TriStar Portland ER - March 10, 2017

It's hard to overstate football's popularity in the U.S., but football is an inherently violent contact sport. The name of the game is to hit somebody, and as a result, injuries in football are very common and often serious enough to require a trip to the ER.

That's why watching your kids play football can be nerve-wracking. Fortunately, many football injuries can be prevented by wearing the right equipment, playing within the rules and using proper technique.

Learn how to keep things as safe as possible on the football field by following these tips.

Gear Guidelines

Kids need a lot of protective gear to play football. Remind kids that if they show up for practice or a game without a necessary piece of equipment, they should tell their coach.

At a minimum, kids should never take the field without the following gear:

  • Helmet. These should meet the safety standards developed by the National Operating Committee on Standards for Athletic Equipment (NOCSAE).
  • Pants with leg pads. Regardless of which style you choose, football pants should have pads for the hips, thighs, knees and tailbone.
  • Shoulder pads. Football shoulder pads should have a hard plastic shell with thick padding.
  • Shoes. Check with the coach and consult your league's guidelines regarding which types of shoes and cleats (non-detachable or detachable) kids can use.
  • Mouthguard. All football leagues will require the use of a mouthguard. Be sure to get one with a keeper strap that attaches it securely to the helmet's facemask.
  • Athletic supporter with cup. Worn properly, this essential piece of equipment helps male athletes avoid testicular injuries.
  • Additional gear. Other items that you might want to consider using for protection include: padded neck rolls, forearm pads, padded or non-padded gloves and "flak jackets" that protect the ribcage and abdomen.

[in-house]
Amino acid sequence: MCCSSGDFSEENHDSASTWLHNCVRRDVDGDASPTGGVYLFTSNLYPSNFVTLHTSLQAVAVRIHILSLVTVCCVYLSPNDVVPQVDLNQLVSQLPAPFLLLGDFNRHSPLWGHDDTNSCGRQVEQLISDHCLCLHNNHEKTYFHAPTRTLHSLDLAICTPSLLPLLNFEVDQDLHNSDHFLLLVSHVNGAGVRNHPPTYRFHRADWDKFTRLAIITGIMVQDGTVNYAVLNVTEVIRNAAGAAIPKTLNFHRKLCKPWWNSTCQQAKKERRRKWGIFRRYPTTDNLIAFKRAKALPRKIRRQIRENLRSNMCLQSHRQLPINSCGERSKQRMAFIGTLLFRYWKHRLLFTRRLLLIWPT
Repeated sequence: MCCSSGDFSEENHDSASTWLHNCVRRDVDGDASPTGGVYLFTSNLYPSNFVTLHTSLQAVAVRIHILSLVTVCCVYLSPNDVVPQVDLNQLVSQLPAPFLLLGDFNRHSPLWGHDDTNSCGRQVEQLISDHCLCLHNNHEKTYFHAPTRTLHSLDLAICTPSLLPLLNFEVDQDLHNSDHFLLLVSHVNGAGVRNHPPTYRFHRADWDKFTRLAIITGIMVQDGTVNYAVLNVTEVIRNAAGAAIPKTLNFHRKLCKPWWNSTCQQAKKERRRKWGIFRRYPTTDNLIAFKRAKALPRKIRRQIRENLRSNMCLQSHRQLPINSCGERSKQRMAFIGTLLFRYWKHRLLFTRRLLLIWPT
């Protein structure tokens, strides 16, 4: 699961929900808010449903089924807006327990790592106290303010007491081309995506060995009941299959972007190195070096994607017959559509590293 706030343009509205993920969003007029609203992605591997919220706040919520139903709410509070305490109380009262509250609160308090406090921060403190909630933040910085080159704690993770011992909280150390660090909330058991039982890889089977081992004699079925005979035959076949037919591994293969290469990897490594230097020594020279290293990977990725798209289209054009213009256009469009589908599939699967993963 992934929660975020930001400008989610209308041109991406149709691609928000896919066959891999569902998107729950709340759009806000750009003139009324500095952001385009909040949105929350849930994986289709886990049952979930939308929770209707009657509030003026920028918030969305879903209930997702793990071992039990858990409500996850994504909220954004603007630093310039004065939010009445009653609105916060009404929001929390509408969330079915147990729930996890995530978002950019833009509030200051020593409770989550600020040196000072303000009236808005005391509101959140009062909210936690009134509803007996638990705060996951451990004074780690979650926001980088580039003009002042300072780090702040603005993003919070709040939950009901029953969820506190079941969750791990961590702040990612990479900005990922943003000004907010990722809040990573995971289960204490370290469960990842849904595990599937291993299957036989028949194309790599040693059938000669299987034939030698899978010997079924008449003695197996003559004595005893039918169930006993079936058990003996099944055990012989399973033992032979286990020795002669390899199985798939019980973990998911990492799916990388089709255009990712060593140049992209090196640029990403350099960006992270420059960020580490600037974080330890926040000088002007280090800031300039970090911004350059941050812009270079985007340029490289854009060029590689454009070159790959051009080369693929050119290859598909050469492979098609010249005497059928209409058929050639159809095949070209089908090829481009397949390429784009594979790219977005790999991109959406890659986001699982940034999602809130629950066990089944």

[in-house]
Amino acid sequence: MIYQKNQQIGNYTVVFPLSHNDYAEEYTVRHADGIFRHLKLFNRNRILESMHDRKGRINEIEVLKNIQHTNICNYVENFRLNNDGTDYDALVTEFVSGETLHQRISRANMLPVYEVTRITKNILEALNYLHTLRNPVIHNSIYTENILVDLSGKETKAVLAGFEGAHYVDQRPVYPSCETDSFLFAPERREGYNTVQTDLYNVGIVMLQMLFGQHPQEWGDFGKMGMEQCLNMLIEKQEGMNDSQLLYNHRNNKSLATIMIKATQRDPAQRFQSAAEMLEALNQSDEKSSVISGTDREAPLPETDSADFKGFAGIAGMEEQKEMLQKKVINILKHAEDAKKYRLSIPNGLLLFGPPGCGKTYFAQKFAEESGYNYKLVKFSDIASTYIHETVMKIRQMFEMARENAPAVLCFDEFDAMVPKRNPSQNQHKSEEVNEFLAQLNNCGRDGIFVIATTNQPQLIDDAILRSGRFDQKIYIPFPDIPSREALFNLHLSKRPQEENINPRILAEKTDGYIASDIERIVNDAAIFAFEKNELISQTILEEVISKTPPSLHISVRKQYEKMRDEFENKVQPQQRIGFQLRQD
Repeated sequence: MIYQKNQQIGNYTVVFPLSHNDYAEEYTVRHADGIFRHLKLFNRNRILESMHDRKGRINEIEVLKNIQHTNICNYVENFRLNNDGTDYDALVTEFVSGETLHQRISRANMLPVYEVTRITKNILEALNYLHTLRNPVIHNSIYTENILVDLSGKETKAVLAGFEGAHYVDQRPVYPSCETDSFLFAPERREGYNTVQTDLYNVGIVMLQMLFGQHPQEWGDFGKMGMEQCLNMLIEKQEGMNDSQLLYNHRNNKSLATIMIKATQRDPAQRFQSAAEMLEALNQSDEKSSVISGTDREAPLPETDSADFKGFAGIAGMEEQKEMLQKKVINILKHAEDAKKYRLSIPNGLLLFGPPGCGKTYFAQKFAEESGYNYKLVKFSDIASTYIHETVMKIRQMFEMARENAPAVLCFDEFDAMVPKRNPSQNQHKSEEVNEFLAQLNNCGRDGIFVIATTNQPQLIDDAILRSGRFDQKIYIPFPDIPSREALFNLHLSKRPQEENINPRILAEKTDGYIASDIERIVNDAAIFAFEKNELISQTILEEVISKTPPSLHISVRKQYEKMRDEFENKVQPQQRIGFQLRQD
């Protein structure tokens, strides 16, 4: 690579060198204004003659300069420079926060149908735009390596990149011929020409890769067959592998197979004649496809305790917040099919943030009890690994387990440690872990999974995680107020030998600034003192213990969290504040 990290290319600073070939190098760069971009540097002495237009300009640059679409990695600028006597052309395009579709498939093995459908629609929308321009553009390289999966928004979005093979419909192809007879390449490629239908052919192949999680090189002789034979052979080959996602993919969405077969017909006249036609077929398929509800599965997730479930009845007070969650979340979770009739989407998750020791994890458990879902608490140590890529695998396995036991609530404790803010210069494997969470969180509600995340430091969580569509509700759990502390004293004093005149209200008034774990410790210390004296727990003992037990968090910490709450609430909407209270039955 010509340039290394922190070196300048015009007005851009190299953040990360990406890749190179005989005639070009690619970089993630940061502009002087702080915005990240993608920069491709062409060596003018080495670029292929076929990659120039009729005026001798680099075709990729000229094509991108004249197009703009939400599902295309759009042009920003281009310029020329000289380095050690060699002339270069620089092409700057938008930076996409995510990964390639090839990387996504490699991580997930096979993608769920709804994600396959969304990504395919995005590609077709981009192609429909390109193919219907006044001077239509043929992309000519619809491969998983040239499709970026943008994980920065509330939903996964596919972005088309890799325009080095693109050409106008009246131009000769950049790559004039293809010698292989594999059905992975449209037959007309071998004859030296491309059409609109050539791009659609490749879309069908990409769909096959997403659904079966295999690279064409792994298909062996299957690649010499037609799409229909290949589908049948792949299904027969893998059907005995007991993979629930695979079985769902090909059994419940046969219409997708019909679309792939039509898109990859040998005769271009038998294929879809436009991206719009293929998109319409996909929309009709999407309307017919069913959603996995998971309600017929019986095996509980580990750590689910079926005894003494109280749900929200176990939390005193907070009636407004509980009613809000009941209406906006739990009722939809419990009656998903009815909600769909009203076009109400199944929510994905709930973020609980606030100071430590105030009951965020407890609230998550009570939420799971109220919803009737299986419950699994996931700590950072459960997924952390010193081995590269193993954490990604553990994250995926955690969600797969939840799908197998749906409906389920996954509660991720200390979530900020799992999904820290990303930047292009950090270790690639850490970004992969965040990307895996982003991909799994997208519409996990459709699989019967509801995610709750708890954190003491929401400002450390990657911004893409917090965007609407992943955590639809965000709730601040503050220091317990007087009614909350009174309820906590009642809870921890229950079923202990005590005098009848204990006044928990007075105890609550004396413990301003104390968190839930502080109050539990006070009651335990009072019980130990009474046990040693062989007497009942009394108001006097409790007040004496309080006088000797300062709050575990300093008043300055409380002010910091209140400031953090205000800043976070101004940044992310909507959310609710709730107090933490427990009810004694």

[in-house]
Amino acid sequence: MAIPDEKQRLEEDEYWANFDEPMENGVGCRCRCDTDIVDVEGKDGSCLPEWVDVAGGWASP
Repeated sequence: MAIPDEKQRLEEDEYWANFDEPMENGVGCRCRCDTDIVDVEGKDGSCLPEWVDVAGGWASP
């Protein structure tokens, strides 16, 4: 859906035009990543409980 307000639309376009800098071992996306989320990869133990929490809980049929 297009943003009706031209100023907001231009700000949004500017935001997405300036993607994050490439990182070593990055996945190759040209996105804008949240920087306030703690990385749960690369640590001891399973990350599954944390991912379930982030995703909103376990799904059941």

Before Kickoff

Some things kids can do before every game and practice to help avoid injuries include:

  • Getting in shape before the season starts. Ideally, eating a healthy diet and getting regular exercise year-round, but at least doing so during the summer to prepare for the football season.
  • Warming up and then stretching.
  • Drinking plenty of water before, during and after games and practices.
  • Working with the coach and teammates to learn proper techniques.

During Games and Practices

Once the practice or game starts, kids should:

  • Know and obey the rules of football. Things like clipping, facemask grabbing, blocking below the knees and helmet-to-helmet contact are illegal because they are dangerous to everyone.
  • Keep the head up while tackling and never lead with the top of the helmet. Known as "spearing," this is illegal and greatly increases the chances of a traumatic head or neck injury.
  • Take themselves out of the game if they experience any pain or discomfort to decrease the severity of an injury.
  • Stop at the whistle. It's not uncommon for a player to get hurt when one player keeps going after everyone else relaxes at the whistle.

A FEW OTHER REMINDERS

  • Kids should have a pre-season sports physical exam (different from a regular physical exam) before every season to be sure they are ready to play.
  • Make sure first aid is available at the fields where your kids play and practice, as well as someone who knows how to administer it.

Lastly, don't forget to have fun out there. With the right gear and a little common sense, you can help your kids stay injury-free and on the field.